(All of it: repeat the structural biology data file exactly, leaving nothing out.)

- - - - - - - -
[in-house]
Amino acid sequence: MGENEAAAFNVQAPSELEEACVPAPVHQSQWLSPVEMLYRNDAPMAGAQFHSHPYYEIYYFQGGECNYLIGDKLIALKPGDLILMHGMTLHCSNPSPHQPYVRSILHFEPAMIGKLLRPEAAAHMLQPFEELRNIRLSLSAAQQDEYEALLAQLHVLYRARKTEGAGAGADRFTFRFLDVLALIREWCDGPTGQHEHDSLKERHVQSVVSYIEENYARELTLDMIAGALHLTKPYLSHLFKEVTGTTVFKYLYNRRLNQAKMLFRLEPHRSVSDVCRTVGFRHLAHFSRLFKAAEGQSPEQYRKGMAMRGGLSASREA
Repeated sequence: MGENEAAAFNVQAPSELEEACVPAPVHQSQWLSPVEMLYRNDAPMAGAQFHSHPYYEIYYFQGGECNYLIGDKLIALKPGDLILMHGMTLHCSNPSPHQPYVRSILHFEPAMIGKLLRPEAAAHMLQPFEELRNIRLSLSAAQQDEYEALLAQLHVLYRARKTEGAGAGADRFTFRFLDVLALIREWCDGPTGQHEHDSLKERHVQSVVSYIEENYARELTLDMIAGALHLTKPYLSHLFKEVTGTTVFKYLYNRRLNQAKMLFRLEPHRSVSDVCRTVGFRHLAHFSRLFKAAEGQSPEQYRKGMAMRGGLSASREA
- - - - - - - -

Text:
[in-house]
Amino acid sequence: MGENEAAAFNVQAPSELEEACVPAPVHQSQWLSPVEMLYRNDAPMAGAQFHSHPYYEIYYFQGGECNYLIGDKLIALKPGDLILMHGMTLHCSNPSPHQPYVRSILHFEPAMIGKLLRPEAAAHMLQPFEELRNIRLSLSAAQQDEYEALLAQLHVLYRARKTEGAGAGADRFTFRFLDVLALIREWCDGPTGQHEHDSLKERHVQSVVSYIEENYARELTLDMIAGALHLTKPYLSHLFKEVTGTTVFKYLYNRRLNQAKMLFRLEPHRSVSDVCRTVGFRHLAHFSRLFKAAEGQSPEQYRKGMAMRGGLSASREA
Repeated sequence: MGENEAAAFNVQAPSELEEACVPAPVHQSQWLSPVEMLYRNDAPMAGAQFHSHPYYEIYYFQGGECNYLIGDKLIALKPGDLILMHGMTLHCSNPSPHQPYVRSILHFEPAMIGKLLRPEAAAHMLQPFEELRNIRLSLSAAQQDEYEALLAQLHVLYRARKTEGAGAGADRFTFRFLDVLALIREWCDGPTGQHEHDSLKERHVQSVVSYIEENYARELTLDMIAGALHLTKPYLSHLFKEVTGTTVFKYLYNRRLNQAKMLFRLEPHRSVSDVCRTVGFRHLAHFSRLFKAAEGQSPEQYRKGMAMRGGLSASREA